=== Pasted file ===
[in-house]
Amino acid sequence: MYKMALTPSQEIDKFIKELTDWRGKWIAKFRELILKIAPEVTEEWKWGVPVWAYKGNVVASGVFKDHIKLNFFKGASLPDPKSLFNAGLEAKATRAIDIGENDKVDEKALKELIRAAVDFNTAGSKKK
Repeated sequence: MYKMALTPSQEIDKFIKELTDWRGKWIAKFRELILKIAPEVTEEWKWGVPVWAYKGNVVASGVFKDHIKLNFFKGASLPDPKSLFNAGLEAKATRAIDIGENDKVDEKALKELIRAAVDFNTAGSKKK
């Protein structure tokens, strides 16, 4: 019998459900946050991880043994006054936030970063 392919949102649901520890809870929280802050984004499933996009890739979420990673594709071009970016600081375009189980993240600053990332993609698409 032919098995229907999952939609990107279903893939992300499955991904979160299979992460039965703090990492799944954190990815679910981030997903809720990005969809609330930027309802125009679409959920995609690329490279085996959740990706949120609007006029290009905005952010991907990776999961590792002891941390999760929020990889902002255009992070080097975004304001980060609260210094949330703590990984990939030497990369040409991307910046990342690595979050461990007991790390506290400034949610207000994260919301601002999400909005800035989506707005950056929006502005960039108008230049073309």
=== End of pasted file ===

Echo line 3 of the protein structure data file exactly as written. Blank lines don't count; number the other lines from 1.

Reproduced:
Repeated sequence: MYKMALTPSQEIDKFIKELTDWRGKWIAKFRELILKIAPEVTEEWKWGVPVWAYKGNVVASGVFKDHIKLNFFKGASLPDPKSLFNAGLEAKATRAIDIGENDKVDEKALKELIRAAVDFNTAGSKKK